That message hit a wall with Delaware’s Democrats, and Coons outspent Scarane, while securing the endorsement of the elected members of his party as well as a strong endorsement from Biden. Coons also said he wouldn’t side with Republicans who blocked a potential Biden agenda if Democrats won control of the Senate in November.
“If Minority Leader [Mitch] McConnell — doesn’t that sound good? — uses the filibuster to block progress … then I’m not going to stand by and watch,” Coons said in an interview this past weekend.
Republicans were set to pick a challenger to Coons, with the state party endorsing attorney Jim DeMartino over Trump campaign activist Lauren Witzke, who has tweeted about her belief in the QAnon conspiracy theory. Entering the day, Witzke had raised nearly $170,000 to DeMartino’s nearly $47,000.
The Delaware contest marked the end of six months of partisan primaries.
Coons, who has derided President Trump and also challenged the Democratic Party’s far left, aired TV spots and distributed mail that emphasized his support from Biden.
It was Coons, who received a master’s degree in ethics from Yale Divinity School, who spoke of Biden’s faith at the Democratic convention nominating the party’s presidential standard-bearer last month, saying, “I’ve known Joe about 30 years, and I’ve seen his faith in action.”
Scarane did not attract the endorsements or fundraising numbers of the year’s major left-wing campaigns, like New York congressional candidate Jamaal Bowman, who won his Democratic primary race. But her campaign said Monday that it had made more than 900,000 voter contact attempts, reaching most of Delaware’s Democratic voters. It returned to in-person canvassing last month, while Coons’s campaign did not.
The senator outspent Scarane on ads.
“I have an election, and I’m delivering the resources needed to win the election,” said Coons. “I don’t think that says I’m on the run. It says that I’m standing for reelection.”
The senator did not debate Scarane, but the race finished the story of the left’s primary campaigning this year, which unseated three House Democrats and won a string of victories down the ballot. Delaware Democrats control every statewide office and a majority in the legislature, and Gov. John Carney had only a nominal primary challenge.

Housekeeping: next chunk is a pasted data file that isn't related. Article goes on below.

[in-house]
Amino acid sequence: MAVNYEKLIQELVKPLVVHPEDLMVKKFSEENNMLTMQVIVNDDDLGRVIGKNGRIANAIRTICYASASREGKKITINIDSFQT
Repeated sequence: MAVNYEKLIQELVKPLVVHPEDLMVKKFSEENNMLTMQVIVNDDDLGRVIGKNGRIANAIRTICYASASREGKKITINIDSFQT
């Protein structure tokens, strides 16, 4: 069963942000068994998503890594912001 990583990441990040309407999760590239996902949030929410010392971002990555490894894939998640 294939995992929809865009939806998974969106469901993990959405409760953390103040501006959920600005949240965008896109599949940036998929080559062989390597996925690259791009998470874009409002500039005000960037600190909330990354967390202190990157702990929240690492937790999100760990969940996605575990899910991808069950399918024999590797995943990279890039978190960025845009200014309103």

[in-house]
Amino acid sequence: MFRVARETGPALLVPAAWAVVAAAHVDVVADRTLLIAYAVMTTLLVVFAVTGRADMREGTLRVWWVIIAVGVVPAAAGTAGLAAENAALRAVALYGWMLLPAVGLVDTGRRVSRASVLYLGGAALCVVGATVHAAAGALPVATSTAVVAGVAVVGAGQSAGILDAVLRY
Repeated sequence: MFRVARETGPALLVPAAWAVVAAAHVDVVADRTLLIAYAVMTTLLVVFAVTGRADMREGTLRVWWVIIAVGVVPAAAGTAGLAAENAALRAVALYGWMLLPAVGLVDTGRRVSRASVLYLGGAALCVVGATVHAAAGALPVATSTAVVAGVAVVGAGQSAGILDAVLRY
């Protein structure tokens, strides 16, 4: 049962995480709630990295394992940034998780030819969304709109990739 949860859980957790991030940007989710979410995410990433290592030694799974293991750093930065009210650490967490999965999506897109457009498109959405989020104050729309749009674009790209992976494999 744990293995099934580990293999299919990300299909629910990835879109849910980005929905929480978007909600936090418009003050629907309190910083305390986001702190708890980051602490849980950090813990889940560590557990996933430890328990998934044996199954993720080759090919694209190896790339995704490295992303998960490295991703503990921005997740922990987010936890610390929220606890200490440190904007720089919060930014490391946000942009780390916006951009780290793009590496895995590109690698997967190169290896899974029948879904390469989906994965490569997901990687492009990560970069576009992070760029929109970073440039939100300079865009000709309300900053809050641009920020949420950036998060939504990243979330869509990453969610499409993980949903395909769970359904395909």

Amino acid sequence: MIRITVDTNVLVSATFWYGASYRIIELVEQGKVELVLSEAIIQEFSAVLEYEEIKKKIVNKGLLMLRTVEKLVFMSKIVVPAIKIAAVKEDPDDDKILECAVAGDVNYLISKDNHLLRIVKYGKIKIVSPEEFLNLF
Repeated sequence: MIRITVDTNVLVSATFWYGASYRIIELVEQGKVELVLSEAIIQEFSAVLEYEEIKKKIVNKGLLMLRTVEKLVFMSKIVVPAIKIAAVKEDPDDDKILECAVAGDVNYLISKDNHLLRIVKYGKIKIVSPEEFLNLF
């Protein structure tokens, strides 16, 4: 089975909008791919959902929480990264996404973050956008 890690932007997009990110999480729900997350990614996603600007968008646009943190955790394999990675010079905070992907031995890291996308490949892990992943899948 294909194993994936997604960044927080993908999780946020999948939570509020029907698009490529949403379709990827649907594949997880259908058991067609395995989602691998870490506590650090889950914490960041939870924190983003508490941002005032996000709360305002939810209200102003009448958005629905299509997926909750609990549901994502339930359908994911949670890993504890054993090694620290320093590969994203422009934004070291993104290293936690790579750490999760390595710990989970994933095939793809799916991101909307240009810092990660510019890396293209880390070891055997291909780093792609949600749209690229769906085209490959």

Republicans, who have not won a statewide race in Delaware since 2014, faced serious disadvantages this year. Their best-known candidate for governor, state Sen. Colin Bonini, ran and lost to Carney by 19 points four years ago; Carney, whose response to the coronavirus pandemic has been popular, was in a stronger position this time. Bonini had five primary opponents, including lawyer Julianne Murray, who was endorsed by the state Republican Party.
The GOP was also picking its challenger to Coons, who was first elected when conservative activist Christine O’Donnell unexpectedly won the party’s primary then flamed out in the general election after having to insist to voters that she didn’t practice witchcraft. Delaware Republicans endorsed DeMartino but he was heavily outspent by Witzke, a pro-Trump activist who has tweeted the slogan (“WWG1WGA”) of the QAnon conspiracy movement.
QAnon conspiracy theorists believe that Trump is battling a cabal of “deep state” saboteurs who worship Satan and traffic children for sex. The FBI has identified the movement as a potential domestic terrorist threat.
Though not endorsed by Trump, Witzke tweeted at the president and his son Donald Trump Jr. on Monday, claiming that a child had been egged at one of her campaign events. The president’s son retweeted it.
The president stayed out of the House primary race, too, though the state GOP endorsed Lee Murphy, an actor and perennial candidate, in the contest to face Democratic Rep. Lisa Blunt Rochester.
Louisiana will hold all-party primaries on Election Day on Nov. 3, and Georgia will hold an all-party primary for the seat held by Sen. Kelly Loeffler (R).